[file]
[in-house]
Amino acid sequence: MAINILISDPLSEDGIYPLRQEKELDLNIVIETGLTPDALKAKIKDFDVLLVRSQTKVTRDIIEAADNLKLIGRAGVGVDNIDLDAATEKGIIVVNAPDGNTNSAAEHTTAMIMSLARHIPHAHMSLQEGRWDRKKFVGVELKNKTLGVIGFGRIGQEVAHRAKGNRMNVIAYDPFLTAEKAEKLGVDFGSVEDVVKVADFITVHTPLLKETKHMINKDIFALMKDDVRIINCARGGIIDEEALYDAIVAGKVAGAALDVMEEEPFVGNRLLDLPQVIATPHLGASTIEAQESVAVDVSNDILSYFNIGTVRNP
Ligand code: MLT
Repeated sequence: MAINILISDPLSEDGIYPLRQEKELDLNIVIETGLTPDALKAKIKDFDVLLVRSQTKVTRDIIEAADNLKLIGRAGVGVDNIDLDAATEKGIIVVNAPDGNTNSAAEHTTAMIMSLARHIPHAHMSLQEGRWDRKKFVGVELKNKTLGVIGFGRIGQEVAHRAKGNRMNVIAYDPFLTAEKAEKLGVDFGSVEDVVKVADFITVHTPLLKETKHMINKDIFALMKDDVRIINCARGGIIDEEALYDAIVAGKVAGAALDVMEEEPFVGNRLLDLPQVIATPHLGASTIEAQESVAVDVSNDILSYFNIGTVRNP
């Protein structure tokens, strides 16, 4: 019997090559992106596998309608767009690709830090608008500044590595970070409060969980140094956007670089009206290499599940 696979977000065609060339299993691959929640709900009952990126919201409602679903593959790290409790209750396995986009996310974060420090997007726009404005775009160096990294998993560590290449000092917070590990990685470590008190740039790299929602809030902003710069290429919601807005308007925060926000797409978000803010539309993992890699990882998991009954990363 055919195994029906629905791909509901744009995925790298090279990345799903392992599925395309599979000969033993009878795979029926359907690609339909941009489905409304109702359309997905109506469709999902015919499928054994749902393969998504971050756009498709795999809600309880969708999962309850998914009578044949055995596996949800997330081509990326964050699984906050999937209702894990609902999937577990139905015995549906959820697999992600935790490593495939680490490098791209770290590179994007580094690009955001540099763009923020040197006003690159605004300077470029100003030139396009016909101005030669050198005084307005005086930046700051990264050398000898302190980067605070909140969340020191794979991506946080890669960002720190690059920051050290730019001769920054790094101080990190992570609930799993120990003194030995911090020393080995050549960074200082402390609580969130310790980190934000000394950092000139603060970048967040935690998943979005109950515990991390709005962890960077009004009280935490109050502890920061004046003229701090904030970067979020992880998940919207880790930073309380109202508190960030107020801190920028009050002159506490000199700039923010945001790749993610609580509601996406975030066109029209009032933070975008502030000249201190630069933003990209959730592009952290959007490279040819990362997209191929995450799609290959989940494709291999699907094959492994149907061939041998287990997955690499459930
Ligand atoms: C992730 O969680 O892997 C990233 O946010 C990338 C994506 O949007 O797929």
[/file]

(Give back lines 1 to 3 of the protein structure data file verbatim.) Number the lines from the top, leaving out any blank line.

[in-house]
Amino acid sequence: MAINILISDPLSEDGIYPLRQEKELDLNIVIETGLTPDALKAKIKDFDVLLVRSQTKVTRDIIEAADNLKLIGRAGVGVDNIDLDAATEKGIIVVNAPDGNTNSAAEHTTAMIMSLARHIPHAHMSLQEGRWDRKKFVGVELKNKTLGVIGFGRIGQEVAHRAKGNRMNVIAYDPFLTAEKAEKLGVDFGSVEDVVKVADFITVHTPLLKETKHMINKDIFALMKDDVRIINCARGGIIDEEALYDAIVAGKVAGAALDVMEEEPFVGNRLLDLPQVIATPHLGASTIEAQESVAVDVSNDILSYFNIGTVRNP
Ligand code: MLT